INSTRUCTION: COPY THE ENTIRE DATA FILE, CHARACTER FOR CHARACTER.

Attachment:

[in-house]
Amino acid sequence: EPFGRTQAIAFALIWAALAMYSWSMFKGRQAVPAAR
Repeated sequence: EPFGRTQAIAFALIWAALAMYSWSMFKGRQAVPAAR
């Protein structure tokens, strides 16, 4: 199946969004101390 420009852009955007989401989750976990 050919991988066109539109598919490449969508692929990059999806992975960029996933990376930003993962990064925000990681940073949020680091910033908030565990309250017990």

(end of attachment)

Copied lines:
[in-house]
Amino acid sequence: EPFGRTQAIAFALIWAALAMYSWSMFKGRQAVPAAR
Repeated sequence: EPFGRTQAIAFALIWAALAMYSWSMFKGRQAVPAAR
């Protein structure tokens, strides 16, 4: 199946969004101390 420009852009955007989401989750976990 050919991988066109539109598919490449969508692929990059999806992975960029996933990376930003993962990064925000990681940073949020680091910033908030565990309250017990």